Saturday, February 13, 2010

SBL Midwest Morning One: Matthew, James, Hebrews

The morning started with Brian Dennert, a first year PhD student at Loyola University Chicago, who argued that the Son of David in Matthew was a leader of national spiritual restoration rather than a political deliverer. He drew from Psalms of Solomon 17 and was quite persuasive, though I wonder what Warren Carter would have said?

Robert Kinney, a PhD researcher at the University of Bristol, UK, argued for a Hellenistic context for understanding Jesus and his approach to teaching in Matthew. Since I think that Jewish teaching and learning discourse is the proper background for understanding Jesus' approach to formation, I was highly interested in his argument. Kinney ultimately argued that characteristics of the philosophical schools is the proper framework for understanding Jesus' educational approach (e.g. the way Euthydemus became a disciple of Socrates). He rightly noted the lack of discipleship language in the Hebrew tradition, however, since the family was the primary focus of education, domestic/kinship language would provide a way forward in this regard.

Russell Sisson of Union College presented a paper that looked at possible sayings of Jesus in James. I found it interesting that the first clear allusion to James is in Origen. He noted that scholars see as little as 8 or up to 65 allusions to Jesus' teaching in James. The crux of the issue is the lack of exact wording. To solve this problem, Sisson relies on the concept of oral performance in which exact wording is not required, the text is ancillary. He suggests that the allusions are located in the so-called Q source (insert a question from Mark Goodacre here, if he were present). In addressing the question as to why James was not referenced clearly until Origen? Sisson concludes that if the early Church Fathers were looking for Jesus material they would not have looked to James, but they continue to be aware of the document.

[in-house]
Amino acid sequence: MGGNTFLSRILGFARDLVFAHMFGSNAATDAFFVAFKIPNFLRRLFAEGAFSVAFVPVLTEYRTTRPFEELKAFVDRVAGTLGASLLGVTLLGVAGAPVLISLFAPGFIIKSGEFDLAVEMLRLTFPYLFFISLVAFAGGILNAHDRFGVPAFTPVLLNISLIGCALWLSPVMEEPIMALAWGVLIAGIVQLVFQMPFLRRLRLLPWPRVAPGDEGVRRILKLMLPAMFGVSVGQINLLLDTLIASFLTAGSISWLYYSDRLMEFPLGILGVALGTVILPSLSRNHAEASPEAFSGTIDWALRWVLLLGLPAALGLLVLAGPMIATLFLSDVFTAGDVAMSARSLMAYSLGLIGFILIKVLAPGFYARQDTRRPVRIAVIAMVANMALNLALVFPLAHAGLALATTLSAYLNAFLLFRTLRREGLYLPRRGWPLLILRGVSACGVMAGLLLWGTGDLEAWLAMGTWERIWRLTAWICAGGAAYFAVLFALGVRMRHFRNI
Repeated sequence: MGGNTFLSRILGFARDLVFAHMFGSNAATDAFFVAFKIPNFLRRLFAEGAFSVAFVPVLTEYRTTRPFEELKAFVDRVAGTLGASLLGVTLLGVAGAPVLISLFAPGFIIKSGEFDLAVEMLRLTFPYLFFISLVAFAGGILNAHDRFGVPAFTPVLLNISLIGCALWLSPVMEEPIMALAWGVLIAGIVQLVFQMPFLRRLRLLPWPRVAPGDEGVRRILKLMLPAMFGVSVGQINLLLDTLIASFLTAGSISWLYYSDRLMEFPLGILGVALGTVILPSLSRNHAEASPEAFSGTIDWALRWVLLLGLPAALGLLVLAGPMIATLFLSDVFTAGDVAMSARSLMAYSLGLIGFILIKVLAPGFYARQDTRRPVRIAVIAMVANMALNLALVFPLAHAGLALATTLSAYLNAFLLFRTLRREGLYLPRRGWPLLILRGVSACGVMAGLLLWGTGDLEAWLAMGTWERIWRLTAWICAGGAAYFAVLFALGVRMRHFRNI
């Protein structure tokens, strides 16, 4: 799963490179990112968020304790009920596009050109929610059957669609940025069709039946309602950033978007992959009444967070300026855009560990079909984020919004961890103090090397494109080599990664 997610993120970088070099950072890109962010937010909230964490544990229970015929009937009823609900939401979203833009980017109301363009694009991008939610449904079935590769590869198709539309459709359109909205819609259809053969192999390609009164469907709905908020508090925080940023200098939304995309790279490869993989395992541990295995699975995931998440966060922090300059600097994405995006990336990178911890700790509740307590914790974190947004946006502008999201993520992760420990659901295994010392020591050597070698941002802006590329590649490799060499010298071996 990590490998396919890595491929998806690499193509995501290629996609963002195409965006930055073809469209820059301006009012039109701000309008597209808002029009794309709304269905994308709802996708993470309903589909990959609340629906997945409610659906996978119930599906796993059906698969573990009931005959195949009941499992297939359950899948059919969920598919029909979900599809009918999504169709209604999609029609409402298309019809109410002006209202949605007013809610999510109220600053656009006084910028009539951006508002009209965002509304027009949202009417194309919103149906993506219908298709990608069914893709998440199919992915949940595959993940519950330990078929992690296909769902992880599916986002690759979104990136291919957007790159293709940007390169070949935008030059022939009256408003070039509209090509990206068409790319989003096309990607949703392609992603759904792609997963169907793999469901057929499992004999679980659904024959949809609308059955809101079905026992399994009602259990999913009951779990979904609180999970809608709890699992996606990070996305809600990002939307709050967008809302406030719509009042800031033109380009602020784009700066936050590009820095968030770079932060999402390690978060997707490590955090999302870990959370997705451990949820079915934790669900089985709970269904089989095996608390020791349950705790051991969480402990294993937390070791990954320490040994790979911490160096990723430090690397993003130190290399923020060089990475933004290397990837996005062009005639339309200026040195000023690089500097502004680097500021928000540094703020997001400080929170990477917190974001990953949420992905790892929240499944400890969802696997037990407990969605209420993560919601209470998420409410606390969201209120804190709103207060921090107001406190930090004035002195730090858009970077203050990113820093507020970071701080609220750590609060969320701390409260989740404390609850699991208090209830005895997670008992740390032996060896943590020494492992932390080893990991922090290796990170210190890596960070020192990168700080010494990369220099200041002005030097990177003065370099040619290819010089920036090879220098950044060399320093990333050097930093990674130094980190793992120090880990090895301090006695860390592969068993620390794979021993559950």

Jeffrey Gibson from Harry S Truman College argued, quite persuasively, that the Sitz im Leben of Hebrews was the Jewish War. The writer of the letter was addressing issues of non-violence in the context of the threat of the Romans and Jewish desire for violent revolt by the zealots. I really enjoyed his discussion of Heb. 13.13 and the departure from the camp. I think Jeffrey is on to something here and hope others will consider this interpretive framework, originally put forward by Alexander Nairne.

This was a great morning of stimulating papers and good discussions with old and new friends. Afternoon sessions to follow soon but I should probably read over my paper, on identity formation and Paul, imagine that!

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